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Die europäische Richtlinie für Genpatente - eine ordnungspolitische Institution aus Sicht der Patenttheorie
[The european guideline for genetic patents - a regulative institution from the perspective of patent theory]

  • Gilroy, Bernard Michael
  • Vollpert, Tobias

The major legal regulation for patent protection of genetic inventions within the European Union (EU) is the so called 'Biopatentrichtlinie' (BPR). The goal of this guideline is the promotion of R&D in the area of genetic engineering. The following paper shows that the BPR lacks two important economic indicators which impede an efficient promotion of R&D. First, legal regulation provides the same levels of protection to genetic basic knowledge as well as to specific applications, even though free access to genetic basics is of vital importance for further progress of this sector. Second, even with the help of BPR, policy failed to reveal the limits of patent protection in the field of living matter. A fact that not only leads to significant uncertainties but from which also suffer small and medium sized enterprises, which were up to now the driving force of this young industry.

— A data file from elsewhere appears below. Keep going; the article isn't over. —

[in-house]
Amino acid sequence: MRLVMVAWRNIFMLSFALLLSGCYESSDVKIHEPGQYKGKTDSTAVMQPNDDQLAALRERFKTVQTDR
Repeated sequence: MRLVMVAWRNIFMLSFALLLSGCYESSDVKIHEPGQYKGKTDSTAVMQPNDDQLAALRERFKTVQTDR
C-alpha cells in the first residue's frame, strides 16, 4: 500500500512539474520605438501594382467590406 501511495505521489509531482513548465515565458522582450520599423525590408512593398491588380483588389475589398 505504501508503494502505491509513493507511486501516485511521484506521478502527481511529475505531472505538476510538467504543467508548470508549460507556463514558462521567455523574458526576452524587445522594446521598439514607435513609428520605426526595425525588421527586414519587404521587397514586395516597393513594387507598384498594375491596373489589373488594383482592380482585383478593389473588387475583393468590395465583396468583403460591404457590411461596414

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Paper provided by University Library of Munich, Germany in its series MPRA Paper with number 18965.

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Date of creation: 2002
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Handle: RePEc:pra:mprapa:18965
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  1. Waterson, Michael, 1990. "The Economics of Product Patents," American Economic Review, American Economic Association, vol. 80(4), pages 860-69, September.
  2. Paul Klemperer, 1990. "How Broad Should the Scope of Patent Protection Be?," RAND Journal of Economics, The RAND Corporation, vol. 21(1), pages 113-130, Spring.
  3. Denicolo, Vincenzo, 1999. "The optimal life of a patent when the timing of innovation is stochastic," International Journal of Industrial Organization, Elsevier, vol. 17(6), pages 827-846, August.
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